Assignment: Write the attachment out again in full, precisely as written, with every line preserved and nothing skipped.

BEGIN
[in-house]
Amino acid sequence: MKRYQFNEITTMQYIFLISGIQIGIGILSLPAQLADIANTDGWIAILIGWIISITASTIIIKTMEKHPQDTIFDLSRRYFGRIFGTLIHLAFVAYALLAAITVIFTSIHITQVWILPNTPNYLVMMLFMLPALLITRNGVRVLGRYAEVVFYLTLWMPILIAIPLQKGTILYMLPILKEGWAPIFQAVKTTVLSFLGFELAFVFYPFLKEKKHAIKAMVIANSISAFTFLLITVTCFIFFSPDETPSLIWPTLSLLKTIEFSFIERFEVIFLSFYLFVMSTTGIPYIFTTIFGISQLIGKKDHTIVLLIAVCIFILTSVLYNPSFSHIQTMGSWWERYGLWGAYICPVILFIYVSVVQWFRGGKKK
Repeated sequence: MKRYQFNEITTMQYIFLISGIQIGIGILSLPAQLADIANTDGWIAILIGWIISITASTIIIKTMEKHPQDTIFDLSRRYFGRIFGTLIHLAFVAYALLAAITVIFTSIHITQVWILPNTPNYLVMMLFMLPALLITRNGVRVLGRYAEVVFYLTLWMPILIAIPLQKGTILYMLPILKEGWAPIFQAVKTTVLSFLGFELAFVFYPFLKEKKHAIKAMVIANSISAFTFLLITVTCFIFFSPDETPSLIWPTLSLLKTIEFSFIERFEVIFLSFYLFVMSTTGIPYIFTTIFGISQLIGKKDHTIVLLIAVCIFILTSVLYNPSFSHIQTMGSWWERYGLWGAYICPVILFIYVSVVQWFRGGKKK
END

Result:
[in-house]
Amino acid sequence: MKRYQFNEITTMQYIFLISGIQIGIGILSLPAQLADIANTDGWIAILIGWIISITASTIIIKTMEKHPQDTIFDLSRRYFGRIFGTLIHLAFVAYALLAAITVIFTSIHITQVWILPNTPNYLVMMLFMLPALLITRNGVRVLGRYAEVVFYLTLWMPILIAIPLQKGTILYMLPILKEGWAPIFQAVKTTVLSFLGFELAFVFYPFLKEKKHAIKAMVIANSISAFTFLLITVTCFIFFSPDETPSLIWPTLSLLKTIEFSFIERFEVIFLSFYLFVMSTTGIPYIFTTIFGISQLIGKKDHTIVLLIAVCIFILTSVLYNPSFSHIQTMGSWWERYGLWGAYICPVILFIYVSVVQWFRGGKKK
Repeated sequence: MKRYQFNEITTMQYIFLISGIQIGIGILSLPAQLADIANTDGWIAILIGWIISITASTIIIKTMEKHPQDTIFDLSRRYFGRIFGTLIHLAFVAYALLAAITVIFTSIHITQVWILPNTPNYLVMMLFMLPALLITRNGVRVLGRYAEVVFYLTLWMPILIAIPLQKGTILYMLPILKEGWAPIFQAVKTTVLSFLGFELAFVFYPFLKEKKHAIKAMVIANSISAFTFLLITVTCFIFFSPDETPSLIWPTLSLLKTIEFSFIERFEVIFLSFYLFVMSTTGIPYIFTTIFGISQLIGKKDHTIVLLIAVCIFILTSVLYNPSFSHIQTMGSWWERYGLWGAYICPVILFIYVSVVQWFRGGKKK